Detectives and volunteers with High Point Community Against Violence made their way to each unit in the dozen or so three-story buildings of East Gate Village Condominiums, talking with residents who answered their doors or were in the parking lot.

They handed out flyers that read, “Stop the Violence,” in a coordinated response that’s been standard for years in High Point after homicides.

As of Friday, no arrests had been reported in the death of Booth, 25, a pastor who was gunned down around 8:30 p.m. outside the unit he shared with his fiancee, Star Lane, at 304 Ardale Drive.

The walkway leading to the building was covered with candles that had spilled wax onto the concrete in a memorial for Booth near the site of the shooting.

Lane declined to comment when a reporter visited the scene.

The couple had just gotten engaged the Friday before Booth was killed, the same day he was ordained as pastor of Hood Holiness Church of God in High Point.

According to police, the suspects in Booth’s slaying were described as two Black men wearing ski masks who fled to a waiting getaway car.

Police said Friday they think the vehicle is a burgundy Hyundai Santa Fe.

There is only one way in and out of the condominium complex, which is off S. Main Street near Interstate 85 Business.

Terry Mitchell said he has lived in one of the units about 18 months, and gunshots, suspected drug activity and public disturbances are common in and around the complex.

“You get a lot of these younger kids in big crowds hanging out around the parking lot, and they get pretty rowdy,” he said. “A couple of the apartments get to drinking and fighting.”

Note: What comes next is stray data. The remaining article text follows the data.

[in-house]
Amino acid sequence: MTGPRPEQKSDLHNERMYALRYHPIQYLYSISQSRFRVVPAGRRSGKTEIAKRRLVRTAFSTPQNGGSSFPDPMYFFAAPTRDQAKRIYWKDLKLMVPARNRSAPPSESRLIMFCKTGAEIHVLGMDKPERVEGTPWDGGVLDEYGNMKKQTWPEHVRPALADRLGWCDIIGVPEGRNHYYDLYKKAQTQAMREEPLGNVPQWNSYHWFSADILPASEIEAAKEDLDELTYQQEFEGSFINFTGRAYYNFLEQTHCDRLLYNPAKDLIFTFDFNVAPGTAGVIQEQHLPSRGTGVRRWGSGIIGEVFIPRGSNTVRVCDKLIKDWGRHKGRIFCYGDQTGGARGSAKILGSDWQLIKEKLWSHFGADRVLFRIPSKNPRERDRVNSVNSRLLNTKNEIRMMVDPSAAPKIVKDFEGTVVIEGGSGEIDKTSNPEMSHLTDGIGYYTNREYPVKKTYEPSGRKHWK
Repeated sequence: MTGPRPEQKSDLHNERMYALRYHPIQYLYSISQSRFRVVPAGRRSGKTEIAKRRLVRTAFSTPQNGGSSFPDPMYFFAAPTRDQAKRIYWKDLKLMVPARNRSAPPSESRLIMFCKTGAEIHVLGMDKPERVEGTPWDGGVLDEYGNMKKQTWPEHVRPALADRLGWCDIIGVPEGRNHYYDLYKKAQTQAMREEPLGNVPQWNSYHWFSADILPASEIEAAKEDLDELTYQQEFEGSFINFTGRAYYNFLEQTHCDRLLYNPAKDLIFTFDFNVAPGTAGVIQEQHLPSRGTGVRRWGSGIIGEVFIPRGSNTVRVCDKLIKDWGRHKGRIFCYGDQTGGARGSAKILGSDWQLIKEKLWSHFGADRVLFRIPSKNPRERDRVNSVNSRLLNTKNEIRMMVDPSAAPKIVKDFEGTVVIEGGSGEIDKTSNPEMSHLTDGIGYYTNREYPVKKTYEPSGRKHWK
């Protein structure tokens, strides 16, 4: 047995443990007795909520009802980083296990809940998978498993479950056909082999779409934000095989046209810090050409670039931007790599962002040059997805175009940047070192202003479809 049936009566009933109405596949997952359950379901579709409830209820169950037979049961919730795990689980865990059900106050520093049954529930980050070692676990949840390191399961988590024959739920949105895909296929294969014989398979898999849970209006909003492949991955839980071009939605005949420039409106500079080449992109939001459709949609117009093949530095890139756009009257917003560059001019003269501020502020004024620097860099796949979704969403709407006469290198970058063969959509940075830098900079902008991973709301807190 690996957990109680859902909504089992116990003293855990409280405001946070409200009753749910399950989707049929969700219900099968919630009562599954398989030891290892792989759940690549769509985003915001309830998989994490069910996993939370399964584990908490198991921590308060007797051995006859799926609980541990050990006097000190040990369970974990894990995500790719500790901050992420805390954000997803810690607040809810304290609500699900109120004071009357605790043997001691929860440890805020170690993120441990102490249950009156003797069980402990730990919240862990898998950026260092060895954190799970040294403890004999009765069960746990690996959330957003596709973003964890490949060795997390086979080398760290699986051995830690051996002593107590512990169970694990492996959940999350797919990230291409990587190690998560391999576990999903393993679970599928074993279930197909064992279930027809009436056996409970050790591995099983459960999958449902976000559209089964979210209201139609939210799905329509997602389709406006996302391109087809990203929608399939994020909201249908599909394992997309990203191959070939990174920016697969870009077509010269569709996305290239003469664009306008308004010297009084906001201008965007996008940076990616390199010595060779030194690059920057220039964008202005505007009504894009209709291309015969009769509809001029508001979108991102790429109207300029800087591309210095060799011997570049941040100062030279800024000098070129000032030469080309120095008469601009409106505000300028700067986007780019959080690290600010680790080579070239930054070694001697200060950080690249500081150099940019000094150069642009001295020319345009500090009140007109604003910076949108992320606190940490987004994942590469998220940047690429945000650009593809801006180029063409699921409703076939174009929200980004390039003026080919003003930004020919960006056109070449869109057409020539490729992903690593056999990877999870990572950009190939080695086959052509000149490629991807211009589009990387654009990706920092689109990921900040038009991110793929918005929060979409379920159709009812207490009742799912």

Mitchell said he was home at the time of Tuesday’s shooting and heard gunfire, but didn’t see anything.

“It’s just a shame,” he said.

Police say that anyone with information related to this investigation can contact Crime Stoppers of High Point at 336-889-4000 or download the P3 mobile app for IOS or Android.

NC makes progress against COVID-19
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TRIAD — The alert system that the state created last fall to show how different parts of the state were faring against COVID-19 shows significant overall improvement in its most recent update.

The number of counties with low community spread of the virus, showing as green on the state map, has climbed to five, the first time there has been more than one, and 45 have only moderate community spread, light yellow on the map, according to this week’s update of the COVID-19 County Alert System report. That’s half of the state’s 100 counties.

“North Carolina’s key metrics continue to show decreasing COVID-19 spread,” the report said. “People getting vaccinated as quickly as possible is critically important to continue to slow the spread of the virus.”

A total of 41 counties have moved to an improved category of viral spread compared to two weeks ago, including Davidson, Forsyth and Randolph counties. Forsyth improved from significant community spread to moderate spread, and Davidson and Randolph both moved from substantial spread, colored orange, to significant spread.

Guilford County remained unchanged in the significant spread category.

The number of counties with substantial spread dropped from 19 two weeks ago to just nine now.

Just four counties in the state were in worse shape in this week’s update than they were two weeks ago.

The County Alert System is updated every two weeks. It was introduced last fall, as the virus was spreading rapidly, as a tool to help understand how their county was faring and what actions are needed to slow the spread of the virus.

A total of 55 counties remained in the same category as they were two weeks ago.

As was the case two weeks ago, no counties are experiencing critical levels of community spread of the virus.